Five-day plan for smoking cessation using group behaviour therapy

Swiss Med Wkly. 2003 Jan 25;133(3-4):39-43. doi: 10.4414/smw.2003.10068.

Abstract

The "Five-Day Plan to Stop Smoking" (FDP) is an educational group technique for smoking cessation. We studied a cohort of 123 smokers (55 men, 68 women, mean age 42 years) who participated in 11 successive FDP sessions held in Switzerland between 1995 and 1998 and who were followed up for at least 12 months by telephone or direct interview. Overall, 102 of the 123 subjects (83%) had stopped smoking by the end of the FDP, and self-declared smoking cessation rate was 25% after one year. The following factors potentially associated with outcome were studied: age, sex, smoking habit duration, cigarettes per day, Fagerström Test for Nicotine Dependence (FTND), group size, and medical presence among the group leaders. Smoking habit duration was the only variable which showed a statistically significant association with success: the rate of smoking cessation was higher among patients who had smoked for less than 20 years (34.7% vs. 18.9%, p = 0.049). Stress was the most common cause of relapse. The FDP appears to be an effective smoking cessation therapy. Propositions are made in order to improve the success rate of future sessions.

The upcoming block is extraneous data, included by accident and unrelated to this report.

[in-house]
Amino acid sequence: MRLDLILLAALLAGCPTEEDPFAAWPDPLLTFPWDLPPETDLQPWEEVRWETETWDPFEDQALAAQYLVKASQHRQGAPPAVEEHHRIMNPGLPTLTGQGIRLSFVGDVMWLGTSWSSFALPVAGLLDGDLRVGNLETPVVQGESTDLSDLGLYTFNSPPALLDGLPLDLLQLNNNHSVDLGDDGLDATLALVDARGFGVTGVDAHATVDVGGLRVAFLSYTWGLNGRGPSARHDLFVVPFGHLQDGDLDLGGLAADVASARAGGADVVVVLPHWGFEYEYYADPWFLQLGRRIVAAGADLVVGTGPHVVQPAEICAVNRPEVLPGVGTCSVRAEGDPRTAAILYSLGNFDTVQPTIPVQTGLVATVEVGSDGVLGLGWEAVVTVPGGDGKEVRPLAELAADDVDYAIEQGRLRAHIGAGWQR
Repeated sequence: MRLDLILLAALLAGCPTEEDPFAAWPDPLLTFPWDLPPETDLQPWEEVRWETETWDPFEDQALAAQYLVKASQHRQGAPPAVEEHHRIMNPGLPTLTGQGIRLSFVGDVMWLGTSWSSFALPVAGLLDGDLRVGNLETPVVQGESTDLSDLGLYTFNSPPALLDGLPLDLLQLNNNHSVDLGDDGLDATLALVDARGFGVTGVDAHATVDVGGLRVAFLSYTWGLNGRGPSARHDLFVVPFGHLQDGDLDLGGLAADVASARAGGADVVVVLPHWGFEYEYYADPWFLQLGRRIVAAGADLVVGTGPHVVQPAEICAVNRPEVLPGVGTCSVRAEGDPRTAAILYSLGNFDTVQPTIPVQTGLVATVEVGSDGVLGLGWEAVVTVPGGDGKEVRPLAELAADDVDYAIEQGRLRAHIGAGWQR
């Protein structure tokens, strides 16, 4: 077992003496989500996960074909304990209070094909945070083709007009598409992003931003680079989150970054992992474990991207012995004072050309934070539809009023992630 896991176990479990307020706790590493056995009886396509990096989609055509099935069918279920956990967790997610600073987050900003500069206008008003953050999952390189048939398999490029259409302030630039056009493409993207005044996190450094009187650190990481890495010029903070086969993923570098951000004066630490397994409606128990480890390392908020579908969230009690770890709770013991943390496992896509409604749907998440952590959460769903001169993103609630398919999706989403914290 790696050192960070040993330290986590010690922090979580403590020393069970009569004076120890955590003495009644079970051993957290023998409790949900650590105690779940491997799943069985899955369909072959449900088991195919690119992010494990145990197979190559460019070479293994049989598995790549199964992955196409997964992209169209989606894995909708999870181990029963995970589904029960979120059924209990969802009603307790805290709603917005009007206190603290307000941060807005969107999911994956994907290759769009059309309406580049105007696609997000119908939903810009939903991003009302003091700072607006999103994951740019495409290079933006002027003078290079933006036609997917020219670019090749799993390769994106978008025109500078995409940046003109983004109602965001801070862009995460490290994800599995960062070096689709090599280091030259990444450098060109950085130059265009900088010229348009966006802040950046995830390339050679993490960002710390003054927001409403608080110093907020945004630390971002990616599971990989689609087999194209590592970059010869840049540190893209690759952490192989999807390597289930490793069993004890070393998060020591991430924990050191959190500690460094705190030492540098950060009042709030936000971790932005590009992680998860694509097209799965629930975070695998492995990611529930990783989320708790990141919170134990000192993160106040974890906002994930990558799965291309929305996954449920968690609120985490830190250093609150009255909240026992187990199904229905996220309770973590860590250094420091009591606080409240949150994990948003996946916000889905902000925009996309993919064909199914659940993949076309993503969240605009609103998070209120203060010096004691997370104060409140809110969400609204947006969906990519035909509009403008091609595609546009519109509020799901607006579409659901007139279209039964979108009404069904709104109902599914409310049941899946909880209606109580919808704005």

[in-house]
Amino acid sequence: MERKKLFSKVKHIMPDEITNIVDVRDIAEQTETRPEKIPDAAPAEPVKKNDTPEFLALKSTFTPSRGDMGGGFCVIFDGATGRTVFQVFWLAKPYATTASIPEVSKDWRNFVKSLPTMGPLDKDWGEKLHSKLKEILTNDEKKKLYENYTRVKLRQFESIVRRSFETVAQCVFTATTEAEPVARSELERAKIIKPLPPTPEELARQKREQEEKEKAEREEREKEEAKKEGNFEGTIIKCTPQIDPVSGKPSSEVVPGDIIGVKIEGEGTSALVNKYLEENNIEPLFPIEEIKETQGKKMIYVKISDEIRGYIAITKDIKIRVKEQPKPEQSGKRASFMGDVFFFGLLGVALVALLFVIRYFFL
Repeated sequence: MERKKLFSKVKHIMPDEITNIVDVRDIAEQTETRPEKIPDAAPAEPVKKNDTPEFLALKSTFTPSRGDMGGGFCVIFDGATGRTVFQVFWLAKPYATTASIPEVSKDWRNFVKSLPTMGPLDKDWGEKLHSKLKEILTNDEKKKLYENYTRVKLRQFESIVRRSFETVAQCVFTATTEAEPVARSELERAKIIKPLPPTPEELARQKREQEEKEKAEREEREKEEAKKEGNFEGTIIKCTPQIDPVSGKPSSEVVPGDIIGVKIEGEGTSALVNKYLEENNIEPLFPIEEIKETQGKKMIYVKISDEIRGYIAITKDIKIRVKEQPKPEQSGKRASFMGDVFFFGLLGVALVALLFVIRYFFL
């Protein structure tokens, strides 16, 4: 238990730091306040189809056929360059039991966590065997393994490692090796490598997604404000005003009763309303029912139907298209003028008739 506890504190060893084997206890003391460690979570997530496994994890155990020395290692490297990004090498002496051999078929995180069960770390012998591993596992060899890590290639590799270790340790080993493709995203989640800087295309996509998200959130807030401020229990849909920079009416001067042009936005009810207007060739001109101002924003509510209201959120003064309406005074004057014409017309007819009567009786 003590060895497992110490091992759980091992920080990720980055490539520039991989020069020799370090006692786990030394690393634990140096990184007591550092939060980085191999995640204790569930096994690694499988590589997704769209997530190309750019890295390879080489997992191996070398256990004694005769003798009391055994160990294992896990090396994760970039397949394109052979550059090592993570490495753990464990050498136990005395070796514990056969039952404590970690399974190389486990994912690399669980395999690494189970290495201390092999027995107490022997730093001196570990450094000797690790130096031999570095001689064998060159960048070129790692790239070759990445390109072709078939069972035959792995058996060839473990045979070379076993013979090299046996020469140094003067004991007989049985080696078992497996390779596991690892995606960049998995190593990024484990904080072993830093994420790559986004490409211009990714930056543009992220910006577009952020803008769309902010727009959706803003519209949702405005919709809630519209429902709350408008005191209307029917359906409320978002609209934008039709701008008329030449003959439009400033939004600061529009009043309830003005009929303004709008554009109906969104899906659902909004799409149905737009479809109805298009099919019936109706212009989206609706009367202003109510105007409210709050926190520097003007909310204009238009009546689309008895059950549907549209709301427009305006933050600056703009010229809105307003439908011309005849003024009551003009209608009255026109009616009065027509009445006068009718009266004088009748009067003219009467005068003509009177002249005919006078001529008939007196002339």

MeSH terms

  • Adult
  • Aged
  • Behavior Therapy / methods*
  • Diet
  • Female
  • Humans
  • Male
  • Middle Aged
  • Smoking / epidemiology
  • Smoking Cessation / methods*
  • Switzerland / epidemiology
  • Treatment Outcome